Juggernaut music agencies like S.M. Entertainment, home to superstar bands SHINee, EXO and Girls’ Generation, reap in millions of dollars each year through an impressive branding and promotion strategy.

A huge part of that strategy includes taking a page out of the Seo Taiji and Boys book, and blending influences from American pop trends.

This is most prominent in the theatrics of their music videos that are by far one of the most compelling aspects of the genre. Everything from the dramatic costumes, unorthodox hairstyles and harmonized dance moves are products of east meets west.

In Big Bang’s “Fantastic Baby” music video the scene opens with the leader, G-Dragon, modeling a mane of long scarlet hair, sitting atop a stone throne in the midst of an all-out war between Big Bang VIPs (how the group refers to their fan base) and those against the band’s music, a.k.a. anti-fans.

Falling in love with K-Pop

My vehement love affair with K-Pop began in the ninth grade when my friends were obsessed over some dudes in a boy band named Big Bang. Though it was true that they were quite adorable, I wasn’t convinced of their talent.

It wasn’t until I binged through all of the group’s music videos online that the strings of fate would bind me to them forever.

This fate is one I share with millions of others worldwide, and a good chunk of those fans also have no real understanding of the Korean language.

To be granted the opportunity to see the chart toppers perform live at their completely sold out show at Toronto’s Air Canada Centre during their 2015 MADE tour was remarkable. Never did I fathom that their fan base in Canada was so great.

KPop_Main

Writer Sadé Powell at the Big Bang show in Toronto.

With an exclusive VIP laminate around my neck and official Big Bang glow stick swaying in the air, I gleefully sang along with each song, in my horribly inaccurate Korean, and screamed on cue.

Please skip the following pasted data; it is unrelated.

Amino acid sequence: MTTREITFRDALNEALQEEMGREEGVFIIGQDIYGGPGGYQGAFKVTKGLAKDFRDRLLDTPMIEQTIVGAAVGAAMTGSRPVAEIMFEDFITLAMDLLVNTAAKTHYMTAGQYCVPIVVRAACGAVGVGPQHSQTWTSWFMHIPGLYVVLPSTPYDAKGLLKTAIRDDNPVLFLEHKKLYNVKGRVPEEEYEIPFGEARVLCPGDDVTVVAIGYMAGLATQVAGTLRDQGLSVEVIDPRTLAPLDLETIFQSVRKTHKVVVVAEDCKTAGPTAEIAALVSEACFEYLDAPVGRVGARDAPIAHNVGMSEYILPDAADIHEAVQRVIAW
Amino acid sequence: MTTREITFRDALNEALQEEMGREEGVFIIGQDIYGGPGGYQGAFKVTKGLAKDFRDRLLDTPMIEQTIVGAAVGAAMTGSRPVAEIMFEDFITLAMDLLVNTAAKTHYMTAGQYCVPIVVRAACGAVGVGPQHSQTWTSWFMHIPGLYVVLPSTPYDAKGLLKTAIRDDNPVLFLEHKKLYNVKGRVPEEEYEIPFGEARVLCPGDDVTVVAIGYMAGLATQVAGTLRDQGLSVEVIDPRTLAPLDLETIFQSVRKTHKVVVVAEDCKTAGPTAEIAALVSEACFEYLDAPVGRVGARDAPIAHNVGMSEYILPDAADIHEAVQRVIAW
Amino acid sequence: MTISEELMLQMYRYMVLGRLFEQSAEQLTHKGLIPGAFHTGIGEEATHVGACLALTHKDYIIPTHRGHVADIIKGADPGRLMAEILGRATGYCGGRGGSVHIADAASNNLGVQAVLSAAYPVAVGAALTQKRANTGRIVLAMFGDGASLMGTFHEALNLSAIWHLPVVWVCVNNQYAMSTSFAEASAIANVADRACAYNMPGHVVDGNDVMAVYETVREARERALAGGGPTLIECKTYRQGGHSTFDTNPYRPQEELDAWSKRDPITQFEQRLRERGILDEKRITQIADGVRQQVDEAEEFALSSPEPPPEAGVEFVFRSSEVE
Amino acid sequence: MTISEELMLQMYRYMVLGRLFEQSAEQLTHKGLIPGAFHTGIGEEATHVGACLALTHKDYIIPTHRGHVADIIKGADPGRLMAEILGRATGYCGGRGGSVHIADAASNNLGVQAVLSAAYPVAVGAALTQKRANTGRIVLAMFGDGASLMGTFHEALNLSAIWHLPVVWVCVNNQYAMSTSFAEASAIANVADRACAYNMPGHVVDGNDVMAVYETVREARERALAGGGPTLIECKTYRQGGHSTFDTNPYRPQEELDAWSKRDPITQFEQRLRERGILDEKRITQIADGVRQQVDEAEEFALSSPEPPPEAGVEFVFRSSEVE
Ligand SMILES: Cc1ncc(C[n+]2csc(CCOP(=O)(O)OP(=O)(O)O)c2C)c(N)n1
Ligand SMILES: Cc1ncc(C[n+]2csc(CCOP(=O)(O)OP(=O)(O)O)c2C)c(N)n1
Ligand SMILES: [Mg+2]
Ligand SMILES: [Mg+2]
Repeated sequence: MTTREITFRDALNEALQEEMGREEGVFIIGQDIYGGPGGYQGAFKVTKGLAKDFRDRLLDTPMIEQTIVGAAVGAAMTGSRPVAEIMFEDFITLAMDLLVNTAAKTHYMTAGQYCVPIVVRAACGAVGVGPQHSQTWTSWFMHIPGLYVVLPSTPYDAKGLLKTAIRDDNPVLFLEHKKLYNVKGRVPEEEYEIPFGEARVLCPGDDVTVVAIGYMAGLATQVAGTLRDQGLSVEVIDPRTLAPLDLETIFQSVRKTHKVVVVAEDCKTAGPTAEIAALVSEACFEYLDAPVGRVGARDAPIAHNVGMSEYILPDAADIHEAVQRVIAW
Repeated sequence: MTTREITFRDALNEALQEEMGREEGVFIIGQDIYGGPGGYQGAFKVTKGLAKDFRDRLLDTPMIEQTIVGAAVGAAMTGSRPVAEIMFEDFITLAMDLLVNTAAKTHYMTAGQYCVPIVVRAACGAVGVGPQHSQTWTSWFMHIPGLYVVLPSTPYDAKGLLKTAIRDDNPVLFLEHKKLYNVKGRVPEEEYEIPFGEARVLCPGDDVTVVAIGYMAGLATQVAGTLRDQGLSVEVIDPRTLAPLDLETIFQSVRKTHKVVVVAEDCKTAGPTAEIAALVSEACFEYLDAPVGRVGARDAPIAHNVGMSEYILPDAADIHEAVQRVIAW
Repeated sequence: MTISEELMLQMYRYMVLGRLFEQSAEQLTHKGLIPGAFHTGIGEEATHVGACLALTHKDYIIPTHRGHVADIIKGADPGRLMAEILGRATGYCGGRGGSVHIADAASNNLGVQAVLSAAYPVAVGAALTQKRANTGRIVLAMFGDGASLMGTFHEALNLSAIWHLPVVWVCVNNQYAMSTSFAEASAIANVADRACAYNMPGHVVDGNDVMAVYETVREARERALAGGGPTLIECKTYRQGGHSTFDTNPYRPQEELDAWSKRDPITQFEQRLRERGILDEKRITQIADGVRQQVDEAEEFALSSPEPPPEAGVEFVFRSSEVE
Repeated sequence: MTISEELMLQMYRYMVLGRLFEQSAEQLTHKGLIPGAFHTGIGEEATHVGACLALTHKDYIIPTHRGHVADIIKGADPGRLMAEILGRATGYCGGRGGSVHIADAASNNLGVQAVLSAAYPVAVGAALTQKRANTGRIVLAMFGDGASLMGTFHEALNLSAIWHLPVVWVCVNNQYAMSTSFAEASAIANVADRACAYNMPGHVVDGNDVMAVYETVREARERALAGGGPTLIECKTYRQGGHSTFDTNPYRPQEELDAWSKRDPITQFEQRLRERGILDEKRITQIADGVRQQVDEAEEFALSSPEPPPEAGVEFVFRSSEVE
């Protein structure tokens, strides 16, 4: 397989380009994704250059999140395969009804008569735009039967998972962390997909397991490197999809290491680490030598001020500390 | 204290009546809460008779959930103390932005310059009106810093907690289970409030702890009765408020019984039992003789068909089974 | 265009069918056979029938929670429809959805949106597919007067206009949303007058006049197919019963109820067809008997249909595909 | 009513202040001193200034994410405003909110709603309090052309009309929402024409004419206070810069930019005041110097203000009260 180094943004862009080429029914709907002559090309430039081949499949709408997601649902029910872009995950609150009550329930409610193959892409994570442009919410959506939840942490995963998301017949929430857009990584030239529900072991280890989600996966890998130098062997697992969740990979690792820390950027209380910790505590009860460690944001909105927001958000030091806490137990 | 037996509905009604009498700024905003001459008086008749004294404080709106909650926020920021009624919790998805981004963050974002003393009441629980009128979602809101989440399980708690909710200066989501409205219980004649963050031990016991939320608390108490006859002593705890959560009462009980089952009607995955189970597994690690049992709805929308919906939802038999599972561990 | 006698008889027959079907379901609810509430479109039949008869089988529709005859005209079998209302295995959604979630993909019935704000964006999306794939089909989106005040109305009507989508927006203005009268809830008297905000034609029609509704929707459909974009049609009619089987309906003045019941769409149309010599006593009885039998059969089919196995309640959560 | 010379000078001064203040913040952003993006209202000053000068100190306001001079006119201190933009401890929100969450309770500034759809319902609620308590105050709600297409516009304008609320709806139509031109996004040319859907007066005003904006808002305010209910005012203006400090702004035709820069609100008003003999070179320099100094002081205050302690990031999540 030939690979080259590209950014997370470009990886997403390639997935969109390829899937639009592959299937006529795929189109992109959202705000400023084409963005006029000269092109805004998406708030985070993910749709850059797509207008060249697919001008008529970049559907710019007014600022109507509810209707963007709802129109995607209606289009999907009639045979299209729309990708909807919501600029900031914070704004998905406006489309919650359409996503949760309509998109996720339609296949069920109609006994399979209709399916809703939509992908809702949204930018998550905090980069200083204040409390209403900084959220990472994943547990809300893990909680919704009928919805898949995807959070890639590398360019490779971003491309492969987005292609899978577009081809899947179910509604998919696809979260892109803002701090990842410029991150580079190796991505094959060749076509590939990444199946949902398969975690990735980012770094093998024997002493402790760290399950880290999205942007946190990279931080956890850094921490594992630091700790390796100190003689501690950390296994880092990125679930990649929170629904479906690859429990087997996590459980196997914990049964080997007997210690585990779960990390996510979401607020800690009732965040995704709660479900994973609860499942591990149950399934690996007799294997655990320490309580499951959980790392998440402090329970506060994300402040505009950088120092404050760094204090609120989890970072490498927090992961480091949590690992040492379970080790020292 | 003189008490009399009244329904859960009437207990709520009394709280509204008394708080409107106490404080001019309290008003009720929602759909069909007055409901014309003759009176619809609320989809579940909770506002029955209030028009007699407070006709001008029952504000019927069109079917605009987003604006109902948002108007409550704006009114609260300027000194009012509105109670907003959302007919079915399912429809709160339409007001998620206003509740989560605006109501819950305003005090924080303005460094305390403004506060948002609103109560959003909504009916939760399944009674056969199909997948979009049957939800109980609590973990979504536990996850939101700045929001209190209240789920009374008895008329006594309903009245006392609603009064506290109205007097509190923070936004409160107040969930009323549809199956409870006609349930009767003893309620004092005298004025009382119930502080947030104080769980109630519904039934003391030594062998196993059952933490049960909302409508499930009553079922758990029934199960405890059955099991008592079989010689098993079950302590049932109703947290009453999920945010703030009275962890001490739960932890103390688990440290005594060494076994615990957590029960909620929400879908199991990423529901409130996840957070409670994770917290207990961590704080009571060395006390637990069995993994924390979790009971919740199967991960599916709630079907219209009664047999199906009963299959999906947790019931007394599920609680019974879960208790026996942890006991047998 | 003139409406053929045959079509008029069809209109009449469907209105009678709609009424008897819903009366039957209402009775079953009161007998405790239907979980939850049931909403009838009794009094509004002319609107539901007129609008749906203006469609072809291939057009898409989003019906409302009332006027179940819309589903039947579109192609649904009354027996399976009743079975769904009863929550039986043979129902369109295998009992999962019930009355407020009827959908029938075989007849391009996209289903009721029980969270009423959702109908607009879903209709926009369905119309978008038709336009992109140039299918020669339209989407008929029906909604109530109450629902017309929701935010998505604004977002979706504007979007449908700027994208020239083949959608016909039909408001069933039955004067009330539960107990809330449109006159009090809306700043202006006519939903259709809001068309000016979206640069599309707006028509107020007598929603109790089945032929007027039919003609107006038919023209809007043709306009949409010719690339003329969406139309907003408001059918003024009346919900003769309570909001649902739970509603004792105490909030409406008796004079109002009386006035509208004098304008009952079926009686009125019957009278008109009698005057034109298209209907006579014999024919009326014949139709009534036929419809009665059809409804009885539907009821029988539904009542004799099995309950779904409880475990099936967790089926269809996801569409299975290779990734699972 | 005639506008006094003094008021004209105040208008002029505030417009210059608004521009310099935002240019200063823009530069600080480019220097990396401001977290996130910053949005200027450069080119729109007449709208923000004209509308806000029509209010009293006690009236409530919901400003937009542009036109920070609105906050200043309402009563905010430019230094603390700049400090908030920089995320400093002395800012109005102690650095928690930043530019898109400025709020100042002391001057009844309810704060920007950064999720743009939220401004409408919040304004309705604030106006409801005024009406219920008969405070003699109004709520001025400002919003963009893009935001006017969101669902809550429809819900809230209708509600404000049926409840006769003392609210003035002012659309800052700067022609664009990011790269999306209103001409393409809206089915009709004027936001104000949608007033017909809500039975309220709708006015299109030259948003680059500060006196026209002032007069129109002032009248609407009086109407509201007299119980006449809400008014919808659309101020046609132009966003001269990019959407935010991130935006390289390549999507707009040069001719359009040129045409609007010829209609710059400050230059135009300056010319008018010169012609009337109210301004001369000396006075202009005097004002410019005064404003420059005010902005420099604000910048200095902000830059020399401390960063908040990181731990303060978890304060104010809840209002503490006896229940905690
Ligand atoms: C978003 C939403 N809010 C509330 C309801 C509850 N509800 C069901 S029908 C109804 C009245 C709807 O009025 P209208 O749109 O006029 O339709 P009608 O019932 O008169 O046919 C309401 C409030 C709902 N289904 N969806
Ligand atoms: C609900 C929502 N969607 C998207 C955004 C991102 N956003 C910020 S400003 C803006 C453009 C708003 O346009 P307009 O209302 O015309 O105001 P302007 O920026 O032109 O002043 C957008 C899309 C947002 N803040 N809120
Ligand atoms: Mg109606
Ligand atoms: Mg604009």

I literally lost my voice mid-show, but miraculously gained it back when they performed my favourite track “Sober” off their most recent album, MADE.

People vibe off the tone and emotions portrayed in song and how that makes them feel; this is not something that can be restrained by a mere language barrier.

They endowed the audience with soulful ballads during songs like “Blue” and “If You”, and then surged up some adrenaline with vivacious choreography during “Good Boy” and “Bang Bang Bang” before showering the crowd with rainbow confetti.

Following the show my friends and I, along with the other Ultimate MADE VIP ticket holders, were led to the send off event where we could take photos with the band before they left for the after party.

With hearts in my eyes and a dumbfounded grin on my chin I was able to capture moments with G-Dragon, Seung Ri and the ever-so handsome T.O.P. My night, and my life, had officially been MADE.

One thing anyone can agree on is that music is universal.

People vibe off the tone and emotions portrayed in song and how that makes them feel; this is not something that can be restrained by a mere language barrier.

I’m not sure what the future of K-Pop in the west will look like a few years from now, but for now, I know my relationship with the genre is pretty fantastic baby.